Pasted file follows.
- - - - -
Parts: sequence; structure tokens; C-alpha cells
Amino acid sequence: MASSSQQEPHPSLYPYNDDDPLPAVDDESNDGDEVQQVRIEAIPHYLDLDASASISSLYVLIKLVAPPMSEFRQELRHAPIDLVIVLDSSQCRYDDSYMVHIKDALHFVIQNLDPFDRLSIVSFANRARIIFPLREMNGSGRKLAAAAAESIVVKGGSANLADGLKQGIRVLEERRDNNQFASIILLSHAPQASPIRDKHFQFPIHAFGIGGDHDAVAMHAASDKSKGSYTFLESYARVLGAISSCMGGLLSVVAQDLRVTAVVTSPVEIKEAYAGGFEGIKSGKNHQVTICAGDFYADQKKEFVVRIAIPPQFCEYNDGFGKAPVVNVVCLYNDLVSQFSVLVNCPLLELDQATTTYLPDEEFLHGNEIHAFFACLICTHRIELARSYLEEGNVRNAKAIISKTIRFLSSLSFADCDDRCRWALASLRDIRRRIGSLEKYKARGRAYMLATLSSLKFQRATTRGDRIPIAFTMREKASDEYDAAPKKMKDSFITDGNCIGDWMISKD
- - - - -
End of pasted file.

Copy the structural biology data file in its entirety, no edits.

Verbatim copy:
Parts: sequence; structure tokens; C-alpha cells
Amino acid sequence: MASSSQQEPHPSLYPYNDDDPLPAVDDESNDGDEVQQVRIEAIPHYLDLDASASISSLYVLIKLVAPPMSEFRQELRHAPIDLVIVLDSSQCRYDDSYMVHIKDALHFVIQNLDPFDRLSIVSFANRARIIFPLREMNGSGRKLAAAAAESIVVKGGSANLADGLKQGIRVLEERRDNNQFASIILLSHAPQASPIRDKHFQFPIHAFGIGGDHDAVAMHAASDKSKGSYTFLESYARVLGAISSCMGGLLSVVAQDLRVTAVVTSPVEIKEAYAGGFEGIKSGKNHQVTICAGDFYADQKKEFVVRIAIPPQFCEYNDGFGKAPVVNVVCLYNDLVSQFSVLVNCPLLELDQATTTYLPDEEFLHGNEIHAFFACLICTHRIELARSYLEEGNVRNAKAIISKTIRFLSSLSFADCDDRCRWALASLRDIRRRIGSLEKYKARGRAYMLATLSSLKFQRATTRGDRIPIAFTMREKASDEYDAAPKKMKDSFITDGNCIGDWMISKD